When we are convinced that we have the right answer, we tend to stop thinking. We tend to stop asking ouselves “What if?” and “Why?” In the process, we may end up overlooking some of our best ideas. Here’s what to do about it.
Most of us are conditioned by schooling and work experience to believe that each question has one, and only one, right answer. In reality, most of the challenges we face today are more complex. There are probably many possible solutions, some more effective and others less so.
According to Laura Ramey and Gary Meegan, writing in their blog, CriticalClassroom.org, “The problem is that questions generate thinking, while answers stop thinking in its tracks. Only through questions do our minds truly think.”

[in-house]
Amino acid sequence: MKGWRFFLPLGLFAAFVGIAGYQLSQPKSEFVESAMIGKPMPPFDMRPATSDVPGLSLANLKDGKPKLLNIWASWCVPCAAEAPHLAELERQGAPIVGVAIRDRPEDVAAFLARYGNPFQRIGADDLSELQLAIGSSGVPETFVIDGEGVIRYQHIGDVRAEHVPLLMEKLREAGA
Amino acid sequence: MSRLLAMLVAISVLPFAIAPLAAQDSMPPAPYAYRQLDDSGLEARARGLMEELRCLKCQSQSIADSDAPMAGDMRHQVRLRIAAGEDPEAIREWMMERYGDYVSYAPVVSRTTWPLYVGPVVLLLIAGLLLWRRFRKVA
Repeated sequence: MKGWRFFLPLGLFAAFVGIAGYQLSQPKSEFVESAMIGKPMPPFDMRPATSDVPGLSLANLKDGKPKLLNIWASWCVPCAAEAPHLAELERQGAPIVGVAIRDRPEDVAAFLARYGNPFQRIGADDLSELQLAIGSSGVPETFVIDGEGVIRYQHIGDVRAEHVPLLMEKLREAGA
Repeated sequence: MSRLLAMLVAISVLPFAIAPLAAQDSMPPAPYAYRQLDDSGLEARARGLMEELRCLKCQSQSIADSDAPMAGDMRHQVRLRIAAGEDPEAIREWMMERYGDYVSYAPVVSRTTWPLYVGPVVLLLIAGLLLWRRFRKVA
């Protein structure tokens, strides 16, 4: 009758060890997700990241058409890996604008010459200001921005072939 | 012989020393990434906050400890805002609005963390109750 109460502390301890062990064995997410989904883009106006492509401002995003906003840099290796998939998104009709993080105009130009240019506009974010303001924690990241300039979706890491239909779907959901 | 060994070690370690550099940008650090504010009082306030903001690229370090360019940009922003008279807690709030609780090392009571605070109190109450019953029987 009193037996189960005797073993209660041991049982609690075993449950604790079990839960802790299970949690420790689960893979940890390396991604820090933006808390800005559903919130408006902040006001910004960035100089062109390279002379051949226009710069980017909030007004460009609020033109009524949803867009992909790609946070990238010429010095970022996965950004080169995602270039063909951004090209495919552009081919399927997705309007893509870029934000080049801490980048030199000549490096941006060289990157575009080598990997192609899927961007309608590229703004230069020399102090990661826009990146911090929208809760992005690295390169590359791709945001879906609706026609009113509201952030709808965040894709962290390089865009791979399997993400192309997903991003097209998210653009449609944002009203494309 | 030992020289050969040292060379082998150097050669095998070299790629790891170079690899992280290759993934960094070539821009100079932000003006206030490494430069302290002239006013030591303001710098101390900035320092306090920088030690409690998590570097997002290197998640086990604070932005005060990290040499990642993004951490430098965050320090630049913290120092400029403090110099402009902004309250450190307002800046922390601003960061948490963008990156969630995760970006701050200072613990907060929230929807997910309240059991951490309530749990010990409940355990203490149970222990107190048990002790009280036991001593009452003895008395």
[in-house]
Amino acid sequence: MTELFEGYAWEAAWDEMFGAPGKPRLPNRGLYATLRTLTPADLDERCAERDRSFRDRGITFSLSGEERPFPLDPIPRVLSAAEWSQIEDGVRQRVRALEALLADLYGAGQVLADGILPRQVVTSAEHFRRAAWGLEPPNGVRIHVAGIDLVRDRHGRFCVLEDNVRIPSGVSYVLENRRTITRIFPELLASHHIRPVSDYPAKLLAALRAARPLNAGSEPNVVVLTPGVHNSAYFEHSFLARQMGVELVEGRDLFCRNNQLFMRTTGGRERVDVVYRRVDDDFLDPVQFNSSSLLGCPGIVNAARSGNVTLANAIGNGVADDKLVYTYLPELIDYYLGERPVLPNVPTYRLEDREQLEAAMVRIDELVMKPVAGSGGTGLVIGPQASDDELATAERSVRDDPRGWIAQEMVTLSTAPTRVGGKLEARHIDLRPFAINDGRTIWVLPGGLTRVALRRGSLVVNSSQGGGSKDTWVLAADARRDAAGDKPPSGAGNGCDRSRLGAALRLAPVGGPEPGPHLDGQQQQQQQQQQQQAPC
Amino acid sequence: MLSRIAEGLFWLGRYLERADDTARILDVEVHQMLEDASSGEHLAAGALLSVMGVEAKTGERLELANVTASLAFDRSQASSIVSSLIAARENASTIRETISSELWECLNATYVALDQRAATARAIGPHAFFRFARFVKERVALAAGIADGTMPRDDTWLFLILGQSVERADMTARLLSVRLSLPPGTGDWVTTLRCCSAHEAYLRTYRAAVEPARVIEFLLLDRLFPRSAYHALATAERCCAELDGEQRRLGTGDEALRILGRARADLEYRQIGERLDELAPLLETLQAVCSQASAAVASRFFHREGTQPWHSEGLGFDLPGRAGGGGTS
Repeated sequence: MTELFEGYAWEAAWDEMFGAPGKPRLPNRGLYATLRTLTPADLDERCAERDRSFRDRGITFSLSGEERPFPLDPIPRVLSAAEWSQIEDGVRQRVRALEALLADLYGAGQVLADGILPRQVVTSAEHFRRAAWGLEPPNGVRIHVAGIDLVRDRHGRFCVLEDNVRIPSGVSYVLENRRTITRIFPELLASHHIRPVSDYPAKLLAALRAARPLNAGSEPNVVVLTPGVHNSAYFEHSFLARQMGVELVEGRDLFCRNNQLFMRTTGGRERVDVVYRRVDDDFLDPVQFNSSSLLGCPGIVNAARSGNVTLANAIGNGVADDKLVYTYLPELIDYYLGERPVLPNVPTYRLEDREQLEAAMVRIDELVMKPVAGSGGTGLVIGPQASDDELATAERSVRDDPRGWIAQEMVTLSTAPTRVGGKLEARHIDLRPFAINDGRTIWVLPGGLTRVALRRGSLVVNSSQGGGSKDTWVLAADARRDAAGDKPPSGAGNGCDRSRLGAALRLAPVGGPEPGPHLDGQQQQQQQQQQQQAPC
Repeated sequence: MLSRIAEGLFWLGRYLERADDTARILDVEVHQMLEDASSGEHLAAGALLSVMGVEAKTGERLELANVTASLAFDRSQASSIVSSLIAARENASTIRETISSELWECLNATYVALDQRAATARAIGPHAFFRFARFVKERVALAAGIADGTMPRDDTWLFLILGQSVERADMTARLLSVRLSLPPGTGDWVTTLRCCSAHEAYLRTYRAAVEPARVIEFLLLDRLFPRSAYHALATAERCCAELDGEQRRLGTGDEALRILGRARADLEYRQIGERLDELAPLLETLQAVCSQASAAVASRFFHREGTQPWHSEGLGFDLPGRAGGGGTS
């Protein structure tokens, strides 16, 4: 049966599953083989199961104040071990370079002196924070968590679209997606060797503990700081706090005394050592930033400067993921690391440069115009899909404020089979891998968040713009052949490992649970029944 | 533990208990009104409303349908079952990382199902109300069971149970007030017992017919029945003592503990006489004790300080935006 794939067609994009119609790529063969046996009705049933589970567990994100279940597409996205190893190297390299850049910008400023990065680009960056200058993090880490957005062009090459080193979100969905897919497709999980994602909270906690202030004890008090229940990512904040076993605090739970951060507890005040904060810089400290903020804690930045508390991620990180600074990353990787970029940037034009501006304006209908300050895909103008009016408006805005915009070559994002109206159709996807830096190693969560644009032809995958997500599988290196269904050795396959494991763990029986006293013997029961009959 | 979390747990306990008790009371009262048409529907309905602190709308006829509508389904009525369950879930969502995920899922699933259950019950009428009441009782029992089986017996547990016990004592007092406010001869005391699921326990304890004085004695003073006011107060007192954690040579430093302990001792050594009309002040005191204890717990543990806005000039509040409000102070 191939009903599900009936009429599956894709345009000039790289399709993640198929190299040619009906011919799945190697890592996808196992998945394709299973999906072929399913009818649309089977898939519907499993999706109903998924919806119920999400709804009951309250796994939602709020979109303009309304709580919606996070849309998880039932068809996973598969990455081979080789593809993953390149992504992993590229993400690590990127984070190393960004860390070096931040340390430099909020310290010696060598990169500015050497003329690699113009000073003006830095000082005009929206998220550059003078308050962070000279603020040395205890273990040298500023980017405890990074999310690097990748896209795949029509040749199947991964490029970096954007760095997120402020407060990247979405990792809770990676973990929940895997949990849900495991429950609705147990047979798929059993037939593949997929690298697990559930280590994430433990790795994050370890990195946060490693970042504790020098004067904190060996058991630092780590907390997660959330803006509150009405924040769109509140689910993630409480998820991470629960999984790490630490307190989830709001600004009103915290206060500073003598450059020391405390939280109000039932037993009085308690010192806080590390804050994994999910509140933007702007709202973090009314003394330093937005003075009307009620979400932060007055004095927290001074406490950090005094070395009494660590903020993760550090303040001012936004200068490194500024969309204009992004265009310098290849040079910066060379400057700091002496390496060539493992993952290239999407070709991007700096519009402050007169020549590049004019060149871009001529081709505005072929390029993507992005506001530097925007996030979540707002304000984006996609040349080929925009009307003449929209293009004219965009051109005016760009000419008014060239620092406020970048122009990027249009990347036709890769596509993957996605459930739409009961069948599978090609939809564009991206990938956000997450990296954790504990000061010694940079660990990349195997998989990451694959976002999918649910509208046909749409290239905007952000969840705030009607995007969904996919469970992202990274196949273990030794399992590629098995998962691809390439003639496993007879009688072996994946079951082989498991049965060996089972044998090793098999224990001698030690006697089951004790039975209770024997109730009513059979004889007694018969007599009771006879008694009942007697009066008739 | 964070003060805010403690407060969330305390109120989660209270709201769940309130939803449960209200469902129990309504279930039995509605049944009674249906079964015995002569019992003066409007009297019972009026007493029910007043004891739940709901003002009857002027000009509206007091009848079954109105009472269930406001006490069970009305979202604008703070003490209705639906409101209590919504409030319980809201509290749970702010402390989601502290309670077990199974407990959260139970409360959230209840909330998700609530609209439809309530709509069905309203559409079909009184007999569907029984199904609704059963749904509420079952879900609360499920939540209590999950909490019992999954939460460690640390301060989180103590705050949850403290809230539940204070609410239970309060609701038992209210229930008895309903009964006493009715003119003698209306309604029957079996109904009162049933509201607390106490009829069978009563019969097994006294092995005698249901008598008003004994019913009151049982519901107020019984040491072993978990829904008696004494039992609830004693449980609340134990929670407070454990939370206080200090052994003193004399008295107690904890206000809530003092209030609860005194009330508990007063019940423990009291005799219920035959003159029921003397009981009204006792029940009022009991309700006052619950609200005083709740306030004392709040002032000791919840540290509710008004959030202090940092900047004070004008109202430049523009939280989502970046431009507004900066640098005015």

What that means is that when we come up with one very good idea, we need to push past this tendency and continue brainstorming ideas for at least another 10 to 15 minutes. Be sure to record everything that comes to mind – your job at this stage of the game is to generate as many ideas as possible. Evaluation of ideas comes later.
Another effective strategy, implied in the quote from Ramey and Meegan, is to utilize open-ended questions as a catalyst to spur your thinking. Some valuable ideation questions include:
Notice that all three of these questions have been framed to encourage multiple answers.
Another reason to keep pushing for more ideas, for more than one “right answer:” Many creativity experts say that you must get the top-of-mind ideas, which tend to be more obvious and ordinary solutions, out of your brain before the deeper, more valuable insights can emerge.
The bottom line is to invest more time and effort to generate more ideas. You’ll be glad you did!